If you were getting ready to bet on Sprint Nextel (NYSE:S) making a counteroffer to whisk MetroPCS (NASDAQ:TMUS) from the clutches of T-Mobile USA and its parent company Deutsche Telekom, there could be another buyout brewing to make you put that gamble aside.
Japanese No. 3 wireless carrier Softbank, founded and led by that country's third-richest man, Masayoshi Son, has been trying to round up enough money to make a bid on Sprint, according to Reuters. Sprint is the No. 3 wireless carrier in the U.S.
Softbank was the first Japanese carrier to offer Apple's (NASDAQ:AAPL) iPhone, but lost that exclusivity last year when rival KDDI also bought the rights to the iPhone. Once a software distributor, Softbank has grown into a diversified telecom and Internet business with a market cap of over $40 billion. The carrier's recent deal to buy smaller rival eAccess for $2.3 billion would make Softbank Japan's second-largest mobile operator behind NTT DoCoMo (NYSE:DCM).
The Japanese newspaper Nikkei has reported that Softbank plans to offer $19 billion for two-thirds of Sprint's shares. However, Nikkei has not provided a source for that information. If true, that would surpass the $15.5 billion Softbank spent in taking over Vodafone's (NASDAQ:VOD) Japanese operations in 2006.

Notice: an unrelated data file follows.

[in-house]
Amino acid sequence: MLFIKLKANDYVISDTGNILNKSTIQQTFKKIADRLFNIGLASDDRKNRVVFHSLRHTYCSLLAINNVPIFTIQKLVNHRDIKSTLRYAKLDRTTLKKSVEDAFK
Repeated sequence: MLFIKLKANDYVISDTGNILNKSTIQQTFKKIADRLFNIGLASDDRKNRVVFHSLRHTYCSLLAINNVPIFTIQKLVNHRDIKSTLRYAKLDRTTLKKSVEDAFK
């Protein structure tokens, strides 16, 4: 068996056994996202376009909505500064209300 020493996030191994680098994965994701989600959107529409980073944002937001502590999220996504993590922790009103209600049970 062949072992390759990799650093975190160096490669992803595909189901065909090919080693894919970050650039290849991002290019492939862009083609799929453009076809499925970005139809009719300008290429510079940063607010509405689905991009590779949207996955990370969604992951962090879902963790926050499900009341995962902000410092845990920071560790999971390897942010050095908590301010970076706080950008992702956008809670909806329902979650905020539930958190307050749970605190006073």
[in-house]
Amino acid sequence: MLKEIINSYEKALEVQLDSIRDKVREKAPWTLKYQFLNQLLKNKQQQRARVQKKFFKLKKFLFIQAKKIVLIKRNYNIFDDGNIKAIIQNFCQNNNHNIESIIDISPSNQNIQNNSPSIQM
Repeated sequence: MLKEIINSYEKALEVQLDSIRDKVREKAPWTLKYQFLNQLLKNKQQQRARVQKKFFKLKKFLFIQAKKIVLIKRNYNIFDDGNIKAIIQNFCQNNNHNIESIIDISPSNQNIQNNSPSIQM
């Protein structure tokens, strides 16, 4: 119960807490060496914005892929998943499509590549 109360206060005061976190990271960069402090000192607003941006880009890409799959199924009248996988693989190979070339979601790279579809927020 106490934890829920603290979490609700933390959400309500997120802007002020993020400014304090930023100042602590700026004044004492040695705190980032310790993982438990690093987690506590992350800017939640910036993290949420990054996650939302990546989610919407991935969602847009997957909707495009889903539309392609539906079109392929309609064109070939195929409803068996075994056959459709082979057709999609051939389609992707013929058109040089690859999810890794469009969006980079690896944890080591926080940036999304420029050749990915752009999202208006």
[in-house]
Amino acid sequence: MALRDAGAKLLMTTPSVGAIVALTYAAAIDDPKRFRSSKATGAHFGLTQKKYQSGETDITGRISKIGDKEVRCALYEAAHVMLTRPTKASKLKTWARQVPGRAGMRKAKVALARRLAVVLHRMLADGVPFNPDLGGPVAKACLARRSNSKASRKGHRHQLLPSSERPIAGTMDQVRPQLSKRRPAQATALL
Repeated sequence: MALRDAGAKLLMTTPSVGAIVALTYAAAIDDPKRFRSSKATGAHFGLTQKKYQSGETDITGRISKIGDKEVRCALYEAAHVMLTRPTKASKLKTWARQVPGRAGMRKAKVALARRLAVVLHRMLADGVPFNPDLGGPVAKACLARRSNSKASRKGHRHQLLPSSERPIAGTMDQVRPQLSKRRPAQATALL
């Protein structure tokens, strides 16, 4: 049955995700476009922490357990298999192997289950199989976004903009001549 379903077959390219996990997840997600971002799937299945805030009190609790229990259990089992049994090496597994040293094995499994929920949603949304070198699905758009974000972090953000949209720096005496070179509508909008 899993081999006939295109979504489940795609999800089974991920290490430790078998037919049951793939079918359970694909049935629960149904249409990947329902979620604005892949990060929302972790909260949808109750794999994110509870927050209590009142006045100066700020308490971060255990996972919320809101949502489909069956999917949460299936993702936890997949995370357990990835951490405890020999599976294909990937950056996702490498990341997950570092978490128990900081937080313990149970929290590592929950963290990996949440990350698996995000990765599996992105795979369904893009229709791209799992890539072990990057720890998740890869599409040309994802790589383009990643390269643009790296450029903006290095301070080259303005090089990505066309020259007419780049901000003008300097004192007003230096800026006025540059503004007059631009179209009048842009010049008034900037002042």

This would not be the first time a foreign telecom would be making a bid for at least some control of Sprint. In 2008, Sprint's board turned back a $5 billion bid from Korea's SK Telecom (NYSE:SKM), which wanted to return former Sprint chairman Tim Donahue to the company as CEO after the forced resignation of former CEO Gary Forsee.
If Softbank does make an offer for Sprint that is eventually accepted, one has to wonder what effect, if any, the recent warning from the House Intelligence Committee regarding the cyber-security dangers allegedly inherent in equipment from Chinese manufacturers Huawei and ZTE would have on any foreign takeover of a major U.S. carrier.
Dan Radovsky has no positions in the stocks mentioned above. The Motley Fool owns shares of Apple. Motley Fool newsletter services recommend Apple, Vodafone. Try any of our Foolish newsletter services free for 30 days. We Fools may not all hold the same opinions, but we all believe that considering a diverse range of insights makes us better investors. The Motley Fool has a disclosure policy.